Going small can have a huge impact — at least when it comes to nanotechnology.
Nanotechnology exists at a tiny scale, about 1,000 times more narrow than a human hair. This size offers entirely new solutions for tackling a host of problems, especially those related to keeping people healthy
Dr. Robert Langer, a recipient of both the National Medal of Science and National Medal of Technology and Innovation, will discuss the potential of nanotechnology on November 8 at An Evening With Titans of Nanotechnology. As he sees it, that potential is a force for good in the world.
Langer’s use of nanomedicine to treat disease has impacted 2 billion lives. He also holds more than 1,000 patents, has launched two-dozen startups and is a professor at MIT.
At the event, Langer will be joined by Dr. Sangeeta Bhatia, Dr. Chad Mirkin, and Nobel Laureate Fraser Stoddart. Dr. Shana Kelley will moderate the discussion.
Mirkin views nanotechnology as “one of the greatest opportunities in science that exist today.” Mirkin is the director of the International Institute for Nanotechnology and a professor at Northwestern University.
“Scale is, in fact, a way of changing material properties — and that’s one of the most powerful revelations in nanotechnology,” Mirkin said.
“Everything old becomes new when miniaturized. It doesn’t matter what it is. If you take it from the bulk to the nano-scale it will have different properties,” he added.
For example, Bhatia said a brick of gold at nano-scale looks red.
“Materials can change not just their color but their electronic properties and their magnetic properties,” she said. “That can be exploited and that’s the area of science that has captured the imagination of some chemists and engineers and physicists.”
Bhatia is trained as both a physician and engineer. She is the director of the Marble Center for Cancer Nanomedicine and a professor at MIT.
Stoddart adds that “Nanotechnology is a great uniter of the disciplines,” a rarity in the world of scientific research. Stoddart received the 2016 Nobel Prize in Chemistry and is credited with the introduction of the “mechanical bond.” He is also a professor at Northwestern.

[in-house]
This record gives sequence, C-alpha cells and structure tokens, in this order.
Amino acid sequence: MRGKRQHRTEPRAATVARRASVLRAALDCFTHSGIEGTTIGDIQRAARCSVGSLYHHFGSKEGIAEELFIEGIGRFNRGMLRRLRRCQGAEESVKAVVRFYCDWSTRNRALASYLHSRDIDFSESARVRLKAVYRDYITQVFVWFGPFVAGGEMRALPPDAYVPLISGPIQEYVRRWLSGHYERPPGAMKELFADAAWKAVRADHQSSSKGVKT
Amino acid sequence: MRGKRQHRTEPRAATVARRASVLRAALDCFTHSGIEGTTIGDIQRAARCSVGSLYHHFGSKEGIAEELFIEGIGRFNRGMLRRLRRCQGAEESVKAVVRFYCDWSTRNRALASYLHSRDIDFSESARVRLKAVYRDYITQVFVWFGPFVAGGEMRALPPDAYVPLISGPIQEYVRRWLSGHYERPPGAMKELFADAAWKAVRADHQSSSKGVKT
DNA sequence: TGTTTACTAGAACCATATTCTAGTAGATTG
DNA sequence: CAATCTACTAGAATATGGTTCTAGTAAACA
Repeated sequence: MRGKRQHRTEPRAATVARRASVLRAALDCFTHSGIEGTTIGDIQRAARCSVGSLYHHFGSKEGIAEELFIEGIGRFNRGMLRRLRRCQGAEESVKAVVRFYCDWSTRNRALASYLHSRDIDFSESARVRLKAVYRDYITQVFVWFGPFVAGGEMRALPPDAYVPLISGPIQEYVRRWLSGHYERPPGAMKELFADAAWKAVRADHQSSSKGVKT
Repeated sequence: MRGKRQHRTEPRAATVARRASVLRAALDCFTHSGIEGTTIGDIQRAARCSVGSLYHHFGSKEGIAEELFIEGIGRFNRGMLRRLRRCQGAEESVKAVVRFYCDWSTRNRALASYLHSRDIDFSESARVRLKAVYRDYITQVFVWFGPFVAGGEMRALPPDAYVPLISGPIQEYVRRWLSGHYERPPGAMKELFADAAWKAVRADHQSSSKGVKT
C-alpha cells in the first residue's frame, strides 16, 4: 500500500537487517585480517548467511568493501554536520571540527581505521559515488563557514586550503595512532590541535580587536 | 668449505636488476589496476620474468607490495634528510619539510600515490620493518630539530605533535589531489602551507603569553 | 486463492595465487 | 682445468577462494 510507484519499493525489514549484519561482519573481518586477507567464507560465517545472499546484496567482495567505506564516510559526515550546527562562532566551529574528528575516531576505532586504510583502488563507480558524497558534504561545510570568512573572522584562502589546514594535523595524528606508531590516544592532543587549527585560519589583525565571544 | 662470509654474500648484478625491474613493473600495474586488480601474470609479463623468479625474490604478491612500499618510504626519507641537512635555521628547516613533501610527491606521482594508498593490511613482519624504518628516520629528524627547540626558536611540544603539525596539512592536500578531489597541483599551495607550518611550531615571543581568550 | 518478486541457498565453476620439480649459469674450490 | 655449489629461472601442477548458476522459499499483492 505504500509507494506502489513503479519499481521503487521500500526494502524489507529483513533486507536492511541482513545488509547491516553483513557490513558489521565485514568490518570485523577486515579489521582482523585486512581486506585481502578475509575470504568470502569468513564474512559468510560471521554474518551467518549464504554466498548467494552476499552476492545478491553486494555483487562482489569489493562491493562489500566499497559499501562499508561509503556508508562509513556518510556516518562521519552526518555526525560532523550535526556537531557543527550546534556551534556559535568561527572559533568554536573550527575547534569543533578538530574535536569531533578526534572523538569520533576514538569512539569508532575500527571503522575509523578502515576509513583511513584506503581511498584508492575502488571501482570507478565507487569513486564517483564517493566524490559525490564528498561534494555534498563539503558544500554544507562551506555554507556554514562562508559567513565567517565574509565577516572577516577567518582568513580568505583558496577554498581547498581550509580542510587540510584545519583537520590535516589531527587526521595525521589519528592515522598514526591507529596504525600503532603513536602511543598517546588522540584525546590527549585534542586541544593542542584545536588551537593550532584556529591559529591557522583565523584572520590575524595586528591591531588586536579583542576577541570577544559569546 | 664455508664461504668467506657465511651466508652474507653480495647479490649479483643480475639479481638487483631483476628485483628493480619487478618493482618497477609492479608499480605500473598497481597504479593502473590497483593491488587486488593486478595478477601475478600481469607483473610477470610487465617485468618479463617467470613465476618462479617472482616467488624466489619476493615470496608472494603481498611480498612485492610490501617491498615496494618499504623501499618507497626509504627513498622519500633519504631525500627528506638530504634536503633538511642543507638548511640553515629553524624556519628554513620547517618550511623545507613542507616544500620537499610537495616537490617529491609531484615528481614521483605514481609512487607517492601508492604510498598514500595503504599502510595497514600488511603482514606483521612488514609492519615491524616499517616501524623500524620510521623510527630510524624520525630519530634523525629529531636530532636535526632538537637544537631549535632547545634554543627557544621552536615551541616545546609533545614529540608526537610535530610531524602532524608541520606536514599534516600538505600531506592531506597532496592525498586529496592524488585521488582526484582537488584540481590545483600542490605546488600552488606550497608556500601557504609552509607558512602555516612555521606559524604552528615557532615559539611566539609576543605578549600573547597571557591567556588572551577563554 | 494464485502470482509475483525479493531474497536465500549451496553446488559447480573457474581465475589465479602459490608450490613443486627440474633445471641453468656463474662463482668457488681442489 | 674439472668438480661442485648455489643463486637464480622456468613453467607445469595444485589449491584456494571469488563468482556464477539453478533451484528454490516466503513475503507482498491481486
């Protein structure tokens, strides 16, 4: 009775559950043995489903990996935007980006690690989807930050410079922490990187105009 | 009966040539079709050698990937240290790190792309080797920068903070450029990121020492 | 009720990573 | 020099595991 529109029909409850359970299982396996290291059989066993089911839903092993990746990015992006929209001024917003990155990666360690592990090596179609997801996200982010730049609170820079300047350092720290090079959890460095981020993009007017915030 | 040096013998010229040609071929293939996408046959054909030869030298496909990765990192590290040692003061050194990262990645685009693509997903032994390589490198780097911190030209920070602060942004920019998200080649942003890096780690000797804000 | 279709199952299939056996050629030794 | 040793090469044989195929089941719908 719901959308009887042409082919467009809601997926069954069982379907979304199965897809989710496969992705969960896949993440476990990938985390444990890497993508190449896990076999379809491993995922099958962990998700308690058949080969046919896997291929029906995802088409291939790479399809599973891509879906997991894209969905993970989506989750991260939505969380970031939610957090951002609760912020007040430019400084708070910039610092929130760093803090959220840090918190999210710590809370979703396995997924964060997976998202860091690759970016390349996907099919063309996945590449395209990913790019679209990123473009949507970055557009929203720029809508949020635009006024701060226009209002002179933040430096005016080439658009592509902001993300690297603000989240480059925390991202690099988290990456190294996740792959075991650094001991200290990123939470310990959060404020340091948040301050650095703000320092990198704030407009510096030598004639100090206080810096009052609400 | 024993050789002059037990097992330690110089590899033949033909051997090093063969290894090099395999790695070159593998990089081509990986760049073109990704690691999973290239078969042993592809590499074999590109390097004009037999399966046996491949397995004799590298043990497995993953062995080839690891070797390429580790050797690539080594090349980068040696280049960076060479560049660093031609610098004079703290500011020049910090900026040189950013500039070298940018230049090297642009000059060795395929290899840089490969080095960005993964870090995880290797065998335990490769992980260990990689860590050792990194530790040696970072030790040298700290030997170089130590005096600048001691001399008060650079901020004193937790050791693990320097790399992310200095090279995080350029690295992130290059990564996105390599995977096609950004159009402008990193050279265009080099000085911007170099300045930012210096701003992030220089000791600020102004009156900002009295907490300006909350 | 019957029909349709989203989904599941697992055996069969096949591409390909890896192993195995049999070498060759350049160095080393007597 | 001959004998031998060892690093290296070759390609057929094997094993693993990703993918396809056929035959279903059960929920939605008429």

For Langer, bridging disciplines was key to creating new kinds of therapies, from blood vessels inhibitors to treating cancers and other diseases.
“I ended up working in a hospital [where] I was the only engineer,” he said. “That gave me a lot of ideas about how I could apply chemical engineering to medicine.”
Langer's approach to medicine also required systems small enough to deliver these drugs — first, that meant creating micro-systems, then applying nanotechnology.
“If you didn't make things tiny, you couldn’t get them into cells,” Langer said. “If we’re going to deliver the drugs inside a cell we needed to make it even smaller.”
Bhatia called nanotechnology “the perfect toolbox” for tackling illness at the cellular level.
“That really is the same exact length scale that distinguished between health and disease,” she said.
“Materials will go to different places in your body depending on what size they are,” Bhatia added. “They can go into different tissues and different cells.
This is possible, Bhatia said, because of the way nanotechnology communicates to the body via cell receptors, which are about 10 nanometers.
Nanotechnology, Mirkin said, holds the promise of creating the next generation of medicines “that go beyond what we can currently do today to treat — and in certain cases cure — different forms of disease.”
Langer also noted the “drugs of the future,” will tackle disease by turning genes “on and off.”
With nanotechnology, “you’re in the position to create something that no one else has ever created,” Stoddart added, highlighting his field of chemistry.
“It’s just like painting a picture or writing a novel or making a sculpture or composing a piece of music: you have a chance to be incredibly creative,” he said.
Stoddart added that “from a scientific view you don’t follow the beaten track.”
For Langer, that means discoveries that “can make the world a better, happier place. That gives me personal satisfaction.”
“I think an awful lot of scientists are scientists because they are curious,” he added. “I’m somewhat curious but really the thing that drives me isn’t just discovering something. For me, it is seeing that science can change the world."
Mirkin said nanotechnology, “as a scientific discipline is still in the very early stages of development,” said Mirkin. “Yet, significant impacts are already being made.
Outside of medicine, he said nanotechnology "is beginning to address a broad range of global challenges in environmental science, food and water safety and other disciplines.”
“Science can do good,” Langer added. “It is a terrific career and … you can change the world and make it better.”